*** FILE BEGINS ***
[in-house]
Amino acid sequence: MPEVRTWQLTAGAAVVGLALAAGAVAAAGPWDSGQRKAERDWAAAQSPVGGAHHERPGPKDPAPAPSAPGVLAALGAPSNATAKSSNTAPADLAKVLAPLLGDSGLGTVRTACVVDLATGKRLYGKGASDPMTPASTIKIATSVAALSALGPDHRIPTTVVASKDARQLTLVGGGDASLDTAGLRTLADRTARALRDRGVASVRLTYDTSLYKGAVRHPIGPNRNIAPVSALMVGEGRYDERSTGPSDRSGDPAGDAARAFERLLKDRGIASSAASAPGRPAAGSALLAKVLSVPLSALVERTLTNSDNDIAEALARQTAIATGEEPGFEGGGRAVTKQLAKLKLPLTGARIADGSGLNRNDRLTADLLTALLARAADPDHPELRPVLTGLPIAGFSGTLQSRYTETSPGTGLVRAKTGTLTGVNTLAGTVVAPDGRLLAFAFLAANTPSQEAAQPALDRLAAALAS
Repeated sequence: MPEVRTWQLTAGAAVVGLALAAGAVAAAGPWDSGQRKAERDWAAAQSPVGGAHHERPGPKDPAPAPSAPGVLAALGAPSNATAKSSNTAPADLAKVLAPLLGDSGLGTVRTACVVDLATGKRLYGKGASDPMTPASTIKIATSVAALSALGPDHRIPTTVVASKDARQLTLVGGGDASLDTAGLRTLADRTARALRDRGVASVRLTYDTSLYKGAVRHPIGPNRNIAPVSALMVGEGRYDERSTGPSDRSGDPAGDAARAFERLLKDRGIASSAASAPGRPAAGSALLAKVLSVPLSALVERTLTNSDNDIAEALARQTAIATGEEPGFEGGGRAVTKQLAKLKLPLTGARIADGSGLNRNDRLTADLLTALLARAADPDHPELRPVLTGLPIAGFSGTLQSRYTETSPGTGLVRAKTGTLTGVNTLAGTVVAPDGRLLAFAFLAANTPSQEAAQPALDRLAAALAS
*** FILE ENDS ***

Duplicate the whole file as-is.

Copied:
[in-house]
Amino acid sequence: MPEVRTWQLTAGAAVVGLALAAGAVAAAGPWDSGQRKAERDWAAAQSPVGGAHHERPGPKDPAPAPSAPGVLAALGAPSNATAKSSNTAPADLAKVLAPLLGDSGLGTVRTACVVDLATGKRLYGKGASDPMTPASTIKIATSVAALSALGPDHRIPTTVVASKDARQLTLVGGGDASLDTAGLRTLADRTARALRDRGVASVRLTYDTSLYKGAVRHPIGPNRNIAPVSALMVGEGRYDERSTGPSDRSGDPAGDAARAFERLLKDRGIASSAASAPGRPAAGSALLAKVLSVPLSALVERTLTNSDNDIAEALARQTAIATGEEPGFEGGGRAVTKQLAKLKLPLTGARIADGSGLNRNDRLTADLLTALLARAADPDHPELRPVLTGLPIAGFSGTLQSRYTETSPGTGLVRAKTGTLTGVNTLAGTVVAPDGRLLAFAFLAANTPSQEAAQPALDRLAAALAS
Repeated sequence: MPEVRTWQLTAGAAVVGLALAAGAVAAAGPWDSGQRKAERDWAAAQSPVGGAHHERPGPKDPAPAPSAPGVLAALGAPSNATAKSSNTAPADLAKVLAPLLGDSGLGTVRTACVVDLATGKRLYGKGASDPMTPASTIKIATSVAALSALGPDHRIPTTVVASKDARQLTLVGGGDASLDTAGLRTLADRTARALRDRGVASVRLTYDTSLYKGAVRHPIGPNRNIAPVSALMVGEGRYDERSTGPSDRSGDPAGDAARAFERLLKDRGIASSAASAPGRPAAGSALLAKVLSVPLSALVERTLTNSDNDIAEALARQTAIATGEEPGFEGGGRAVTKQLAKLKLPLTGARIADGSGLNRNDRLTADLLTALLARAADPDHPELRPVLTGLPIAGFSGTLQSRYTETSPGTGLVRAKTGTLTGVNTLAGTVVAPDGRLLAFAFLAANTPSQEAAQPALDRLAAALAS